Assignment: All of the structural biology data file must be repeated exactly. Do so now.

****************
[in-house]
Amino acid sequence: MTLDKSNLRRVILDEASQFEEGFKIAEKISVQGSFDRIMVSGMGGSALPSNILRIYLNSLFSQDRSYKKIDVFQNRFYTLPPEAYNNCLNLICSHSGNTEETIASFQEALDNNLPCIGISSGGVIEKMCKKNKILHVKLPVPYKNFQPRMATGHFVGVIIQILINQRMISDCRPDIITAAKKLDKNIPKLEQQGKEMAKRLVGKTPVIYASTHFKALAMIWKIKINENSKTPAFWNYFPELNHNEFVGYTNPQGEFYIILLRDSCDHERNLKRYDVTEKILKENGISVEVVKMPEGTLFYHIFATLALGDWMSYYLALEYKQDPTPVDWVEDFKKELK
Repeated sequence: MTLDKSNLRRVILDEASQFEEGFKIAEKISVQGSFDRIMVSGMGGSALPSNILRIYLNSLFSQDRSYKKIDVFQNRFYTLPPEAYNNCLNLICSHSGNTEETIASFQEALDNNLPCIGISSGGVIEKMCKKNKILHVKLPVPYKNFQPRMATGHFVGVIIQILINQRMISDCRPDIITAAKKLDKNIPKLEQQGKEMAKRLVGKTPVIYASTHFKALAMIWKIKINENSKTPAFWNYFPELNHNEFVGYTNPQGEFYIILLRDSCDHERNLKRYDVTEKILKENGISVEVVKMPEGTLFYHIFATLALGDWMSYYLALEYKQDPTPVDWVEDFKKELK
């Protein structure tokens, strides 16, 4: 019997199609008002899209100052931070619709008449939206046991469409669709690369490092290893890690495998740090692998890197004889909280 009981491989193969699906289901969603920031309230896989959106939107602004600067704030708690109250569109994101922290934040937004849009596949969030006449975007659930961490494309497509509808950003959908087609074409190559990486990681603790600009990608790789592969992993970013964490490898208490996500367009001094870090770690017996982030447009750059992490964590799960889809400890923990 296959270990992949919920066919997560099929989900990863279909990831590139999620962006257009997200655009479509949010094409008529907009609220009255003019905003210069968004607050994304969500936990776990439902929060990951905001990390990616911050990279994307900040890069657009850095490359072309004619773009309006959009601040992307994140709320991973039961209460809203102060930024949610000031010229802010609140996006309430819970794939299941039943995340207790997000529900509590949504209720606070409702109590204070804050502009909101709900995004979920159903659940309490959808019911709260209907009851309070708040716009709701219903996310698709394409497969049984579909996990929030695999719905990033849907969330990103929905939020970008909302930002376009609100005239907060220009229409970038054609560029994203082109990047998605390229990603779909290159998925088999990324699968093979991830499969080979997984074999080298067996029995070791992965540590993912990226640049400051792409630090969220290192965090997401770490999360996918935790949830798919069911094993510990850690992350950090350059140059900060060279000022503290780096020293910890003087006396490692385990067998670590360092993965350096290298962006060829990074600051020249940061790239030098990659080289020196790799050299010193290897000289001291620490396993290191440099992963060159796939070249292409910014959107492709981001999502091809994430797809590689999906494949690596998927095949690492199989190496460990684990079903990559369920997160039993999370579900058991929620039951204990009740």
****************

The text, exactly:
[in-house]
Amino acid sequence: MTLDKSNLRRVILDEASQFEEGFKIAEKISVQGSFDRIMVSGMGGSALPSNILRIYLNSLFSQDRSYKKIDVFQNRFYTLPPEAYNNCLNLICSHSGNTEETIASFQEALDNNLPCIGISSGGVIEKMCKKNKILHVKLPVPYKNFQPRMATGHFVGVIIQILINQRMISDCRPDIITAAKKLDKNIPKLEQQGKEMAKRLVGKTPVIYASTHFKALAMIWKIKINENSKTPAFWNYFPELNHNEFVGYTNPQGEFYIILLRDSCDHERNLKRYDVTEKILKENGISVEVVKMPEGTLFYHIFATLALGDWMSYYLALEYKQDPTPVDWVEDFKKELK
Repeated sequence: MTLDKSNLRRVILDEASQFEEGFKIAEKISVQGSFDRIMVSGMGGSALPSNILRIYLNSLFSQDRSYKKIDVFQNRFYTLPPEAYNNCLNLICSHSGNTEETIASFQEALDNNLPCIGISSGGVIEKMCKKNKILHVKLPVPYKNFQPRMATGHFVGVIIQILINQRMISDCRPDIITAAKKLDKNIPKLEQQGKEMAKRLVGKTPVIYASTHFKALAMIWKIKINENSKTPAFWNYFPELNHNEFVGYTNPQGEFYIILLRDSCDHERNLKRYDVTEKILKENGISVEVVKMPEGTLFYHIFATLALGDWMSYYLALEYKQDPTPVDWVEDFKKELK
């Protein structure tokens, strides 16, 4: 019997199609008002899209100052931070619709008449939206046991469409669709690369490092290893890690495998740090692998890197004889909280 009981491989193969699906289901969603920031309230896989959106939107602004600067704030708690109250569109994101922290934040937004849009596949969030006449975007659930961490494309497509509808950003959908087609074409190559990486990681603790600009990608790789592969992993970013964490490898208490996500367009001094870090770690017996982030447009750059992490964590799960889809400890923990 296959270990992949919920066919997560099929989900990863279909990831590139999620962006257009997200655009479509949010094409008529907009609220009255003019905003210069968004607050994304969500936990776990439902929060990951905001990390990616911050990279994307900040890069657009850095490359072309004619773009309006959009601040992307994140709320991973039961209460809203102060930024949610000031010229802010609140996006309430819970794939299941039943995340207790997000529900509590949504209720606070409702109590204070804050502009909101709900995004979920159903659940309490959808019911709260209907009851309070708040716009709701219903996310698709394409497969049984579909996990929030695999719905990033849907969330990103929905939020970008909302930002376009609100005239907060220009229409970038054609560029994203082109990047998605390229990603779909290159998925088999990324699968093979991830499969080979997984074999080298067996029995070791992965540590993912990226640049400051792409630090969220290192965090997401770490999360996918935790949830798919069911094993510990850690992350950090350059140059900060060279000022503290780096020293910890003087006396490692385990067998670590360092993965350096290298962006060829990074600051020249940061790239030098990659080289020196790799050299010193290897000289001291620490396993290191440099992963060159796939070249292409910014959107492709981001999502091809994430797809590689999906494949690596998927095949690492199989190496460990684990079903990559369920997160039993999370579900058991929620039951204990009740």